I think that’s where the energy comes in. Nef has this easy, natural delivery, and he can navigate these simple-but-demanding beats with grace and charm and panache. The things he’s saying don’t matter as much as how he says them (I love how “reckless” becomes “reck-a-lissssss”). His voice never rises above a conversational volume. Sometimes, he gets that dry croak at the back that you get when you’re really tired, but he never sounds sleepy. Instead, the effect is more that he just woke up and started rapping, that he never really stopped. And when he references older music, something he does often, he’s never attempting to channel that music. Instead, it’s about feeling. “Michael Jackson” isn’t a song about Michael Jackson, and Nef never tries to do hee-hee yelps or anything like that. Instead, it’s a song about feeling so cool that it’s like you’re moonwalking over everyone. And Nef finds ways to communicate that sense of joy and exhilaration without ever battering us with it.
Part of the appeal of Neffy Got Wings is that it’s intensely local. The big guest-rappers are guys like Mozzy and Philthy Rich, local celebrities who don’t get a whole lot of burn in the rest of the world. (The one exception is Ty Dolla $ign, from L.A., and that guy knows exactly how much of his sound comes from the Bay Area.) When the tape tries for R&B-derived romantic melodicism, it’s never puffy and overblown, the way it can get when the music isn’t so fiercely regional. Instead, Cardo offers up synth-squelches and splats that recall the California funk of the ’80s, making sure to keep things moving throughout.
There’s a lack of ambition to the tape that works with that sense of sharp, direct focus. Nef spends as much time rapping about being in confusing relationship situations as he does talking about fucking random women. The things he brags about seem attainable. He’s not some untouchable rap star yet. After all, Nef is still young, and he still hasn’t made a proper album. He had a great self-titled EP last year, and this new mixtape is 10 tracks long, which is basically EP-length when you’re talking about rap. He hasn’t felt compelled to make his grand statement yet, and that’s a good thing. It means he’s still playing around with his sound — tinkering, trying things.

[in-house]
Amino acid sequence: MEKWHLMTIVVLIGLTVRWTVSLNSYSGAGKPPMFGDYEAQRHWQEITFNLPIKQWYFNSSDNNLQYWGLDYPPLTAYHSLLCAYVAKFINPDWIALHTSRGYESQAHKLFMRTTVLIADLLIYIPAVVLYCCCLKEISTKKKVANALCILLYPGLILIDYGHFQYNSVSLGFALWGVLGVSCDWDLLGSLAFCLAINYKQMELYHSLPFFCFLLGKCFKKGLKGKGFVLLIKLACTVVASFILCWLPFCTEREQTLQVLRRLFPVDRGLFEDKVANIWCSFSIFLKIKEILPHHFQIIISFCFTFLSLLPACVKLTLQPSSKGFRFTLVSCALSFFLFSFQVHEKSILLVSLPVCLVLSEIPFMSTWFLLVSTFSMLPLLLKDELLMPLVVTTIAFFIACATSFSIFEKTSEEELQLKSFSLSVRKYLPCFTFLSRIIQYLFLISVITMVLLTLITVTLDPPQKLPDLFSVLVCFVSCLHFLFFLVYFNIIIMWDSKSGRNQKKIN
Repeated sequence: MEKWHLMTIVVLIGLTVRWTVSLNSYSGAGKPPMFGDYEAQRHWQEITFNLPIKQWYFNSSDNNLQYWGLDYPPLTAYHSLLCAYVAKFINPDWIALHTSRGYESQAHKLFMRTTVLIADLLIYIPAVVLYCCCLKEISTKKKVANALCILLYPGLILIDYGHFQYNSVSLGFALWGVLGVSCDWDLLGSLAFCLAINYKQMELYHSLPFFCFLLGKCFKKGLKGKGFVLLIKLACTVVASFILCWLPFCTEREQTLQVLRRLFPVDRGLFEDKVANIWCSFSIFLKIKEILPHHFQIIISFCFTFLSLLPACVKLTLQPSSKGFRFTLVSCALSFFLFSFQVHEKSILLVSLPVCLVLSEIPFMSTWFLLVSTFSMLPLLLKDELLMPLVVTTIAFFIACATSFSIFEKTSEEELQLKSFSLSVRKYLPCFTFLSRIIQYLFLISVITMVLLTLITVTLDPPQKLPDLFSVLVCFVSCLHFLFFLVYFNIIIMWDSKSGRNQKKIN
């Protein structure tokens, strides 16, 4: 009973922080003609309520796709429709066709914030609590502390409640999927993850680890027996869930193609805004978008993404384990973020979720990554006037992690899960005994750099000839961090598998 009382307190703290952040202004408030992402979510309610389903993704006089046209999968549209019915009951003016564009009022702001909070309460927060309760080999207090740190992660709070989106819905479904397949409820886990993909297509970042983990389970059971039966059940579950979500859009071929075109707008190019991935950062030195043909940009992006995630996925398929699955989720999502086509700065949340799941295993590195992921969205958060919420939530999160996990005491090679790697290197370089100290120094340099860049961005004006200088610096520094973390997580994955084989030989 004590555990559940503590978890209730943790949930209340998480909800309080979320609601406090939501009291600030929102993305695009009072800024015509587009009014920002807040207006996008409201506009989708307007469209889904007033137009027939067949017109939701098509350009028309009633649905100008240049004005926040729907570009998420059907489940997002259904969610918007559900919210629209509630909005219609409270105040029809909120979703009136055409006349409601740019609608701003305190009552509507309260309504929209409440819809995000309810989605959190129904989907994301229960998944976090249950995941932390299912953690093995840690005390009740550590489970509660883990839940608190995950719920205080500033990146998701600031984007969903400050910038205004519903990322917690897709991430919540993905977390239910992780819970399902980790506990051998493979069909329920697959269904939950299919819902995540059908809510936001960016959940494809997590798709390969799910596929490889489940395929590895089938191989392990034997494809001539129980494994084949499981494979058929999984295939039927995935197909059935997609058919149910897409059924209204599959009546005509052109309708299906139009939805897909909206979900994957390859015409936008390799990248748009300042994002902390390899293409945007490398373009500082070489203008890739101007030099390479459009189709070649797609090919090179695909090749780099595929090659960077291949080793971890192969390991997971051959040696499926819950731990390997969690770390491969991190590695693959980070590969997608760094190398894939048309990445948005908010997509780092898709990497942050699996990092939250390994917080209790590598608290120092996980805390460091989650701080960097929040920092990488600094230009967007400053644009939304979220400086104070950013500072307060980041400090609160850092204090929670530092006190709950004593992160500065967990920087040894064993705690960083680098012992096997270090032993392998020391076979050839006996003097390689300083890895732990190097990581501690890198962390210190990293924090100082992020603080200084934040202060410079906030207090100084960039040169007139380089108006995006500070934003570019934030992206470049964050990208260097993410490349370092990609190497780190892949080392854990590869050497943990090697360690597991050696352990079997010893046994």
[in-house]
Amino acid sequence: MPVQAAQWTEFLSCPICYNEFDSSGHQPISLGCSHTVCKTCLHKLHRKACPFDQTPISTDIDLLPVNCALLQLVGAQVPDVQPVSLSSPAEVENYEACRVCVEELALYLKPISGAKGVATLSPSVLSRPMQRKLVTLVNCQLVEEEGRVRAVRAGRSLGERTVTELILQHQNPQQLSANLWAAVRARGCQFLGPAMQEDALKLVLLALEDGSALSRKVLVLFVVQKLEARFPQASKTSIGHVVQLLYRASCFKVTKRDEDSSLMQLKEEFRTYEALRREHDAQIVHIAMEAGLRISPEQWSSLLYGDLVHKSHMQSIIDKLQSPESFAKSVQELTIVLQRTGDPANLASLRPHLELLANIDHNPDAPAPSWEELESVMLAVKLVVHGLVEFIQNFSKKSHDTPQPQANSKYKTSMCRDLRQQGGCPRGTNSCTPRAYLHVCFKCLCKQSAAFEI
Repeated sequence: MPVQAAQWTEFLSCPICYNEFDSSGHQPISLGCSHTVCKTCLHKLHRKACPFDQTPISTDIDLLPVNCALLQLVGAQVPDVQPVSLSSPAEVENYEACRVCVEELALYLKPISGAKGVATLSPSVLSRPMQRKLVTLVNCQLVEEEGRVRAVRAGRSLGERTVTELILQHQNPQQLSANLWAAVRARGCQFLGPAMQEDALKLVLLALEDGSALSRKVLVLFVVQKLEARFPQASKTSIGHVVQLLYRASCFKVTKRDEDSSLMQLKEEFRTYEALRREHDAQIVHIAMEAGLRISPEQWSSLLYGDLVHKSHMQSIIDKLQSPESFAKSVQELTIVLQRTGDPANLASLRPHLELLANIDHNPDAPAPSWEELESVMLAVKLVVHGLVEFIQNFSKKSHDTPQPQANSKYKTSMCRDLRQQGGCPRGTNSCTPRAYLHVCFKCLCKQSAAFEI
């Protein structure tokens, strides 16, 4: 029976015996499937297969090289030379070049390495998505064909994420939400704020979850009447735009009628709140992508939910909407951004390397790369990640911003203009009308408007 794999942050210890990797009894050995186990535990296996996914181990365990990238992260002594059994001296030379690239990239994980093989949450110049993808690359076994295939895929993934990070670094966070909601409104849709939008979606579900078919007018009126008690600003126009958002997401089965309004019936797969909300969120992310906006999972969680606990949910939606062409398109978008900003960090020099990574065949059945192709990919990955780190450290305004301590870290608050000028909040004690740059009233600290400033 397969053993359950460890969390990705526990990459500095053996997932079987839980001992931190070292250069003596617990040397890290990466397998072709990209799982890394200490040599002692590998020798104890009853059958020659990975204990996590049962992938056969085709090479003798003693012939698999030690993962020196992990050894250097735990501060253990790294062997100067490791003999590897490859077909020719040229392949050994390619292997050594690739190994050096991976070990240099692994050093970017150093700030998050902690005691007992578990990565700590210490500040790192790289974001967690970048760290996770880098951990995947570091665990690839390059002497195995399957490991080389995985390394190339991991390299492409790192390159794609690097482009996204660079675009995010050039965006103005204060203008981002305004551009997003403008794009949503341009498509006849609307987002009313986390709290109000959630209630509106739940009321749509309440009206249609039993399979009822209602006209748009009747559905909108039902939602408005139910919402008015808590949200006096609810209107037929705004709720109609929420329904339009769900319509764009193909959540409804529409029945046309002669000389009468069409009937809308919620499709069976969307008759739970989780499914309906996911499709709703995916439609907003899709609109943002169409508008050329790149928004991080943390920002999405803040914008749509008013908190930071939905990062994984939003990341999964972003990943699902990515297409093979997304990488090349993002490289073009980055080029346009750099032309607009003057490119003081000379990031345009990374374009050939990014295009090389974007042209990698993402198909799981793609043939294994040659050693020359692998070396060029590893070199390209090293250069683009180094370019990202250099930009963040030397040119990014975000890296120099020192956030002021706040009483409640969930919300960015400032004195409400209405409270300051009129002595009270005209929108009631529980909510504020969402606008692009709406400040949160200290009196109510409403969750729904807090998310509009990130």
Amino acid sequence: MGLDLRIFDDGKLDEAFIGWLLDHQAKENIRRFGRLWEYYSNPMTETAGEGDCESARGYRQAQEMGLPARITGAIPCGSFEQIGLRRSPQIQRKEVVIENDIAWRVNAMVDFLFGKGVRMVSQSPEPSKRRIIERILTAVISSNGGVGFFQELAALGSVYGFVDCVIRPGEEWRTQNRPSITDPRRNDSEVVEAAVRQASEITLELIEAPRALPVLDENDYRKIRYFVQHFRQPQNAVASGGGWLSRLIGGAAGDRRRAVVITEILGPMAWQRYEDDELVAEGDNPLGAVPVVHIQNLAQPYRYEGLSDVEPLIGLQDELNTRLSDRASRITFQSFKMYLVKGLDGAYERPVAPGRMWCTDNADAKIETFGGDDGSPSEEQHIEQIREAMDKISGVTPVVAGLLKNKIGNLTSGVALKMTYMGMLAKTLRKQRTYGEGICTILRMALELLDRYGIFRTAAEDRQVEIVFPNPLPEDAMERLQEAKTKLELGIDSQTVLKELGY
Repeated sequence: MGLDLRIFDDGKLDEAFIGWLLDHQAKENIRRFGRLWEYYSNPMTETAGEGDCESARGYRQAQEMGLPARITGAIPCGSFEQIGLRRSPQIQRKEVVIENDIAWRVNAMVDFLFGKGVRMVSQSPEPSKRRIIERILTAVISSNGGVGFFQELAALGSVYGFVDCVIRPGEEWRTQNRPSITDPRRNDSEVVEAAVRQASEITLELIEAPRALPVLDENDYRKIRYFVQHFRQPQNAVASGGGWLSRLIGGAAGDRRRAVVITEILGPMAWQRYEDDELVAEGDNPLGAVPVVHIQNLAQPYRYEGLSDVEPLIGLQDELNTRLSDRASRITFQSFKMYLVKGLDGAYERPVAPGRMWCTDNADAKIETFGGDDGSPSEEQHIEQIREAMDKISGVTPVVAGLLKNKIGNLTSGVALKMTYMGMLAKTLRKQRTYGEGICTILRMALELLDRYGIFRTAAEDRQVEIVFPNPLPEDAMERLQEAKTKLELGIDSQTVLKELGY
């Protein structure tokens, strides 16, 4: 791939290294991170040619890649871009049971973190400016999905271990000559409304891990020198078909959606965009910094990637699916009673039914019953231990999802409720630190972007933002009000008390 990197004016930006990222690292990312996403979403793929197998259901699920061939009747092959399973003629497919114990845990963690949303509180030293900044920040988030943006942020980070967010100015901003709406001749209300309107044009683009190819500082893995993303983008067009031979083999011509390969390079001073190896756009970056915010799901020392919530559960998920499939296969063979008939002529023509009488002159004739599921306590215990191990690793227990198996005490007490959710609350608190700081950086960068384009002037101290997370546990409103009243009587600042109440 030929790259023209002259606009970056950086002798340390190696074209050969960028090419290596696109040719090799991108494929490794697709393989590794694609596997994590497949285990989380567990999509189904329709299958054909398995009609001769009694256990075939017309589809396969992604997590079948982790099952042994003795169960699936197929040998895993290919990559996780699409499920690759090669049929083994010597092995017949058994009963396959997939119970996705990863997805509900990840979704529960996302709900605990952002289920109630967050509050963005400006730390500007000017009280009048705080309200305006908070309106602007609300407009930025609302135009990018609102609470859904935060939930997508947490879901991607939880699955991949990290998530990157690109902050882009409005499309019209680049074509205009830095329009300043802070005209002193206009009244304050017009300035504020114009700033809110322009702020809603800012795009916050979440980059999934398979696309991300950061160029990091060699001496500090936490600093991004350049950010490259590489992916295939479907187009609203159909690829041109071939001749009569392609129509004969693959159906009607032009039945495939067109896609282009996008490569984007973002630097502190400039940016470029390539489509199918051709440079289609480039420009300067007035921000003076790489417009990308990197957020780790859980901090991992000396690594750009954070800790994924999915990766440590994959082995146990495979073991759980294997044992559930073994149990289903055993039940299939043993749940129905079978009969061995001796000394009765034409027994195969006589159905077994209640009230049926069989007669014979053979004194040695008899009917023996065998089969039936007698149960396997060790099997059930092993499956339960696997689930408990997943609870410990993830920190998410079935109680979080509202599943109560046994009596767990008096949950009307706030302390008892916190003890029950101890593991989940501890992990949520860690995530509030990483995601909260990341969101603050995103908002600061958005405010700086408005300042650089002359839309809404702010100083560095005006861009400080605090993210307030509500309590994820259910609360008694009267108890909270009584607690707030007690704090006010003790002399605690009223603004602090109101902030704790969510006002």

Nef is from Vallejo, the same Bay city that produced E-40, and he’s signed to E-40’s Sick Wid It label. It would be a mistake to compare Nef to E-40, since E-40 is one of the greatest rappers of all time and Nef will have to spend at least another 20 years in the game if he wants to build up a resume anywhere near as impressive. E-40 has a polysyllabic flow that no other rapper can approach, and he radiates a rare sense of mastery. But Nef and 40 both have one important thin in common: They both sound like the absolutely belong when they’re rapping over distinctly Bay Area tracks. They make rapping sound like the easiest thing in the world. And in that ease, they show us energy.
Neffy Got Wings is out now. Stream it below.
Other albums of note out this week:
• Wet’s sensuously woozy debut Don’t You.
• Sia’s songs-for-other-people collection This Is Acting.
• DJDS’s emotive house thumper Stand Up And Speak.
• Abi Reimold’s clanging, cathartic Wriggling.
• Kevin Gates’ Southern rap snarler Islah.
• Bloc Party’s synthy, dance-inflected HYMNS.
• Nevermen’s vocally virtuosic self-titled prog-supergroup debut.
• Cross Record’s ominous, orchestrated debut Wabi-Sabi.
• Florist’s DIY emo-popper The Birds Outside Sang.
• Cian Nugent’s folky, bucolic Night Fiction.
• Pigfuck supergroup UXO’s lurching self-titled album.
• Saul Williams’ poetic post-soul opus MartyrLoserKing.
• Black Tusk’s posthumous stoner-metal ripper Pillars Of Ash.
• Former Walkmen member Walter Martin’s not-for-kids solo debut Arts & Leisure.
• Tuff Love’s fuzzed-out indie pop collection Resort.
• Your Friend’s floaty full-length debut Gumption.
• Chippendale Gustaffson Pupillo’s monstrous noise-jazz attack Melt.
• Benny Boeldt’s dreamy, frenetic 8 Of Cups.
• Chthe’ilist’s classic death metal growler Le Dernier Crépuscule.
• Laser’s luminously bloopy debut Night Driver.
• MONEY’s sad, discordant Suicide Songs.
• The Pooches’ Heart Attack EP.
• Lemaitre’s 1749 EP.